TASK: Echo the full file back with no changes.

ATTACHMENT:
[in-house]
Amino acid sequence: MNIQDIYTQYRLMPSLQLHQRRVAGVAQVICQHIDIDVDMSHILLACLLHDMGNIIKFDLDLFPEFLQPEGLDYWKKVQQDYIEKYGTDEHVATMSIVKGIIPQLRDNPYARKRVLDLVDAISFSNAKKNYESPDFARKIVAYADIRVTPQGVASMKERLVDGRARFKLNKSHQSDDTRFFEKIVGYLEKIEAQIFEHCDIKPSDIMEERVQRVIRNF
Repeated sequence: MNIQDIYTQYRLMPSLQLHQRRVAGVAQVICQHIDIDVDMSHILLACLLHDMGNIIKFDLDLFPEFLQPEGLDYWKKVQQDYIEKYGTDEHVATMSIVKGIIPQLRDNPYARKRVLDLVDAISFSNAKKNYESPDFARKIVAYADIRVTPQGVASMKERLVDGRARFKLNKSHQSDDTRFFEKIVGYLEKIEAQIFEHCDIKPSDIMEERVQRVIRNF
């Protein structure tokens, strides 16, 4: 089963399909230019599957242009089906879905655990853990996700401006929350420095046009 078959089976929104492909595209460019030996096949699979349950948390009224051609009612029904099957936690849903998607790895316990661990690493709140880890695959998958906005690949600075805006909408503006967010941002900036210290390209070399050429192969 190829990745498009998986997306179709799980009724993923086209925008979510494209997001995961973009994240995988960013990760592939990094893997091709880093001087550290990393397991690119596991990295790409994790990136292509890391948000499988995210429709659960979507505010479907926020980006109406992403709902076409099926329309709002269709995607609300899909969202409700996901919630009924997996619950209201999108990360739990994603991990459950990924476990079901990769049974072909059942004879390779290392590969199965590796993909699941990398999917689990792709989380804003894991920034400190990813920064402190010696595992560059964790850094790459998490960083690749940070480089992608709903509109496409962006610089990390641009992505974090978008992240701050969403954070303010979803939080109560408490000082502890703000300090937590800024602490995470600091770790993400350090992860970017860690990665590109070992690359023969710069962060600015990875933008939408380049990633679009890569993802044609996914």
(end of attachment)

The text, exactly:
[in-house]
Amino acid sequence: MNIQDIYTQYRLMPSLQLHQRRVAGVAQVICQHIDIDVDMSHILLACLLHDMGNIIKFDLDLFPEFLQPEGLDYWKKVQQDYIEKYGTDEHVATMSIVKGIIPQLRDNPYARKRVLDLVDAISFSNAKKNYESPDFARKIVAYADIRVTPQGVASMKERLVDGRARFKLNKSHQSDDTRFFEKIVGYLEKIEAQIFEHCDIKPSDIMEERVQRVIRNF
Repeated sequence: MNIQDIYTQYRLMPSLQLHQRRVAGVAQVICQHIDIDVDMSHILLACLLHDMGNIIKFDLDLFPEFLQPEGLDYWKKVQQDYIEKYGTDEHVATMSIVKGIIPQLRDNPYARKRVLDLVDAISFSNAKKNYESPDFARKIVAYADIRVTPQGVASMKERLVDGRARFKLNKSHQSDDTRFFEKIVGYLEKIEAQIFEHCDIKPSDIMEERVQRVIRNF
């Protein structure tokens, strides 16, 4: 089963399909230019599957242009089906879905655990853990996700401006929350420095046009 078959089976929104492909595209460019030996096949699979349950948390009224051609009612029904099957936690849903998607790895316990661990690493709140880890695959998958906005690949600075805006909408503006967010941002900036210290390209070399050429192969 190829990745498009998986997306179709799980009724993923086209925008979510494209997001995961973009994240995988960013990760592939990094893997091709880093001087550290990393397991690119596991990295790409994790990136292509890391948000499988995210429709659960979507505010479907926020980006109406992403709902076409099926329309709002269709995607609300899909969202409700996901919630009924997996619950209201999108990360739990994603991990459950990924476990079901990769049974072909059942004879390779290392590969199965590796993909699941990398999917689990792709989380804003894991920034400190990813920064402190010696595992560059964790850094790459998490960083690749940070480089992608709903509109496409962006610089990390641009992505974090978008992240701050969403954070303010979803939080109560408490000082502890703000300090937590800024602490995470600091770790993400350090992860970017860690990665590109070992690359023969710069962060600015990875933008939408380049990633679009890569993802044609996914």